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Tenkasu or Agedama are crunchy tempura scraps of deep-fried batter. They are used in Takoyaki, Okonomiyaki, and udon/soba noodle soups.
What is Tenkasu (Agedama)
Tenkasu (天かす) or Agedama (揚げ玉) is crunchy scraps/crumbs made from tempura batter. It is commonly used in the fillings for Takoyaki, Okonomiyaki, and Hiroshimayaki as it gives fluffier texture. It’s also used as toppings for Tanuki Udon or Soba to give an extra crunchy texture.
Where to Get Tenkasu?
How to Store It
Once you open the package, I usually keep the package in a freezer, but refrigeration is a must.
How to Make Tenkasu (Agedama)
For those of you who can’t purchase Tenkasu at grocery stores, it is easy to make your tenkasu from scratch at home with common ingredients found in the grocery stores. You can make a large batch and store in the freezer for up to 2-3 months.
Tenkasu or Agedama are crunchy tempura scraps of deep-fried batter. Here's a homemade tenkasu recipe that we can use in Takoyaki, Okonomiyaki, and udon/soba noodle soups.
- 4 Tbsp cake flour (30 g)
- 4 Tbsp iced water (60 ml)
- 2 cups neutral-flavored oil (vegetable, canola, etc) (480 ml; you can reuse this oil after deep frying)
In a medium pot, heat 2 cups of oil over medium-high heat to 350ºF (180ºC). Mix flour and iced water in a medium bowl.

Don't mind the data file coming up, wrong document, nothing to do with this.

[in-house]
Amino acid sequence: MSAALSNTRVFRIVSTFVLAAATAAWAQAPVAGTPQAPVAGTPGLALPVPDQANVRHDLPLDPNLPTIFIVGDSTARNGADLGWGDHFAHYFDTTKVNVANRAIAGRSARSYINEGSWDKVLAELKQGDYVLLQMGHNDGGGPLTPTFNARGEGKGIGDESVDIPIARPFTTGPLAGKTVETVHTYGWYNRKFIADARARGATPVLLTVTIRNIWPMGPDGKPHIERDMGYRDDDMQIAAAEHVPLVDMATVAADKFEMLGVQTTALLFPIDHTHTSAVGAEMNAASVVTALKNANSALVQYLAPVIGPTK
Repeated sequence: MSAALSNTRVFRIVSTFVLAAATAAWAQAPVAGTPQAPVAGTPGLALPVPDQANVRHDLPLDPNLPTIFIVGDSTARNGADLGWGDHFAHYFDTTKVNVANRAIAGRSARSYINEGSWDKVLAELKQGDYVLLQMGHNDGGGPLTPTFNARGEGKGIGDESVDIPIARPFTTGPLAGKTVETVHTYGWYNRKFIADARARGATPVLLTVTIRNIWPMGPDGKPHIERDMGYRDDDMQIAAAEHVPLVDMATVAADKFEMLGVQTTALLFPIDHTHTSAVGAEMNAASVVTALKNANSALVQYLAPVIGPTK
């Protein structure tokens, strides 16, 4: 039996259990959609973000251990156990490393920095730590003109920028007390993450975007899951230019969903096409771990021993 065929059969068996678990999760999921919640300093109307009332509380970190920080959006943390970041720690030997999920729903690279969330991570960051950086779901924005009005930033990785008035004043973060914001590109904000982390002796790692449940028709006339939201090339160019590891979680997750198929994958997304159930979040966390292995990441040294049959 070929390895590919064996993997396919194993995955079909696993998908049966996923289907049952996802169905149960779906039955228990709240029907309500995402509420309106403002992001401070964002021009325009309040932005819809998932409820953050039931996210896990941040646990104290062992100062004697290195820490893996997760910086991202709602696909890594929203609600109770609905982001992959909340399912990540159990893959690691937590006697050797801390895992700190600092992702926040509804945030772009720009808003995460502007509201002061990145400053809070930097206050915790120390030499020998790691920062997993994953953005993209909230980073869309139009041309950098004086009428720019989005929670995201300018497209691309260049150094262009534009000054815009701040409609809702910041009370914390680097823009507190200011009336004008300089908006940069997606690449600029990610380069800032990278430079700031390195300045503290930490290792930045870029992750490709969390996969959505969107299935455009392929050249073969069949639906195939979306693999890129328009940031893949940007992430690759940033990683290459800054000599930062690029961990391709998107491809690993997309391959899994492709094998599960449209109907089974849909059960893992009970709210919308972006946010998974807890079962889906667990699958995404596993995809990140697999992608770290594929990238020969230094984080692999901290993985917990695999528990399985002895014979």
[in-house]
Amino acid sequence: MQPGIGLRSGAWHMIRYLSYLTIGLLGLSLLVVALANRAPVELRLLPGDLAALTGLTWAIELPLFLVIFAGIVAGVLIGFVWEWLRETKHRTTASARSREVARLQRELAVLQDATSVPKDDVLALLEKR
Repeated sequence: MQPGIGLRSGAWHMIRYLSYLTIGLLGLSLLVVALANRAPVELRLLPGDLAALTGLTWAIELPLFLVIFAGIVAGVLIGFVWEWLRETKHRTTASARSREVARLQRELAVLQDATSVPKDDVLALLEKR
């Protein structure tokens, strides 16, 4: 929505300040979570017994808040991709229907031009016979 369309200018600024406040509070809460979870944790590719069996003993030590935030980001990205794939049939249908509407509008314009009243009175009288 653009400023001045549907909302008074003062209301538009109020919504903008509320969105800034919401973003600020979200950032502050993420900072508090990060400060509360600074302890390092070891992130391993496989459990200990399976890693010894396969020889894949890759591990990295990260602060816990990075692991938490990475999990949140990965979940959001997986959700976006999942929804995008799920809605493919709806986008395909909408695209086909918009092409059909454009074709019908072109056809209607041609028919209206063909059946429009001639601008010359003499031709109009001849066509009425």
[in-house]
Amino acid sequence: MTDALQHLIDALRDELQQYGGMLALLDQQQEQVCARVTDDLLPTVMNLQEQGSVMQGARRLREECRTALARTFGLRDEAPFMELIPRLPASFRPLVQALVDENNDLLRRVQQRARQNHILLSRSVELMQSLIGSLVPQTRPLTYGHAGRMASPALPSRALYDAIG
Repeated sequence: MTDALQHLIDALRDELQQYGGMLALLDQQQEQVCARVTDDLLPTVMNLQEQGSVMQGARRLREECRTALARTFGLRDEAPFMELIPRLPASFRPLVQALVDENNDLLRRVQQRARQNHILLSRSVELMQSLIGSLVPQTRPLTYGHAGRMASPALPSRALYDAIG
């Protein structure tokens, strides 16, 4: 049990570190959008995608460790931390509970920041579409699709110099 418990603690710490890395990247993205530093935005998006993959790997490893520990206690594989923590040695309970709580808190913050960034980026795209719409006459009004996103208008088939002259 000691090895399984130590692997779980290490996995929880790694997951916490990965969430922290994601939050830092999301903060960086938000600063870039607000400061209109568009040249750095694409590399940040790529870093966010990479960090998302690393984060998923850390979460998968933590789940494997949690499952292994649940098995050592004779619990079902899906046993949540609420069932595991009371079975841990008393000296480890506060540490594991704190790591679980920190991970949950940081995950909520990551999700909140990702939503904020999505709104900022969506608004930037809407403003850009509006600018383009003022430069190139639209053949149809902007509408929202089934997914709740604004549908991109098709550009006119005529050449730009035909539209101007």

Mix cake flour and water in a large bowl with chopsticks until the flour is just incorporated. Don't overmix as it starts to develop gluten.
When the oil is 350ºF (180ºC), scoop the batter with chopsticks and drop it into the oil. The batter will submerge and immediately pop up to float on the surface and spread out to the edge of the pot. Once the batter turns slightly golden, about 5-10 seconds, use a fine-mesh skimmer to transfer them to a plate lined with a paper towel.
You can store Tenkasu in an airtight container and keep in the refrigerator for up to 1 week and in the freezer for up to 2-3months.
Recipe by Namiko Chen of Just One Cookbook. All images and content on this site are copyright protected. Please do not use my images without my permission. If you’d like to share this recipe on your site, please re-write the recipe in your own words and link to this post as the original source. Thank you.
Recipes Using Tenkasu (Agedama)